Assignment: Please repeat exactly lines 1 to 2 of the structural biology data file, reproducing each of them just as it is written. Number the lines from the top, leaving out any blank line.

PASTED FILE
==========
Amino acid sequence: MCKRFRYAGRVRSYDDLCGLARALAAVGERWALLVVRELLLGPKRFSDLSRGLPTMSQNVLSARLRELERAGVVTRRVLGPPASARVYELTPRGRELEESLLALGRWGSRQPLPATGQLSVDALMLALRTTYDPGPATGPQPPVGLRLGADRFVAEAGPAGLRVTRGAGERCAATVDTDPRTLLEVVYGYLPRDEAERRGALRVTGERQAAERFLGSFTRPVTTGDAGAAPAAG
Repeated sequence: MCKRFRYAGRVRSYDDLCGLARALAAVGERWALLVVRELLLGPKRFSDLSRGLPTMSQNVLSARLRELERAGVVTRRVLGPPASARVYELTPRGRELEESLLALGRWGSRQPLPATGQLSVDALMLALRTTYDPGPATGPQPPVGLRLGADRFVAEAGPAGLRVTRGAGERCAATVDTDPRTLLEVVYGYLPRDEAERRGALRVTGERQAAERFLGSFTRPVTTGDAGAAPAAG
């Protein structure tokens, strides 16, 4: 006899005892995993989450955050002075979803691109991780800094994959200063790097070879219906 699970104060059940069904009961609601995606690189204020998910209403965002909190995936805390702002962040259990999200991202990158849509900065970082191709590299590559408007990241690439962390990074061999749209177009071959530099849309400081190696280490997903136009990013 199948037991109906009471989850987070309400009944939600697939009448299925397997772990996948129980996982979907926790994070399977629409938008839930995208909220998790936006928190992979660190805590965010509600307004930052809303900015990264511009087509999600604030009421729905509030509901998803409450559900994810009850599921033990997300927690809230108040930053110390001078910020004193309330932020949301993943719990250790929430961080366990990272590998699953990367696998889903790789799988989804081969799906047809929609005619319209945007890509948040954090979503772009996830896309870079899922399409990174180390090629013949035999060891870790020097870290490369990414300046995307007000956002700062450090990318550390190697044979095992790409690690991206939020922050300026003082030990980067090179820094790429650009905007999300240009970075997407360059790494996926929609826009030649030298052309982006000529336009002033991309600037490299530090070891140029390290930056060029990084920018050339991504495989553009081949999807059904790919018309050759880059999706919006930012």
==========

Amino acid sequence: MCKRFRYAGRVRSYDDLCGLARALAAVGERWALLVVRELLLGPKRFSDLSRGLPTMSQNVLSARLRELERAGVVTRRVLGPPASARVYELTPRGRELEESLLALGRWGSRQPLPATGQLSVDALMLALRTTYDPGPATGPQPPVGLRLGADRFVAEAGPAGLRVTRGAGERCAATVDTDPRTLLEVVYGYLPRDEAERRGALRVTGERQAAERFLGSFTRPVTTGDAGAAPAAG
Repeated sequence: MCKRFRYAGRVRSYDDLCGLARALAAVGERWALLVVRELLLGPKRFSDLSRGLPTMSQNVLSARLRELERAGVVTRRVLGPPASARVYELTPRGRELEESLLALGRWGSRQPLPATGQLSVDALMLALRTTYDPGPATGPQPPVGLRLGADRFVAEAGPAGLRVTRGAGERCAATVDTDPRTLLEVVYGYLPRDEAERRGALRVTGERQAAERFLGSFTRPVTTGDAGAAPAAG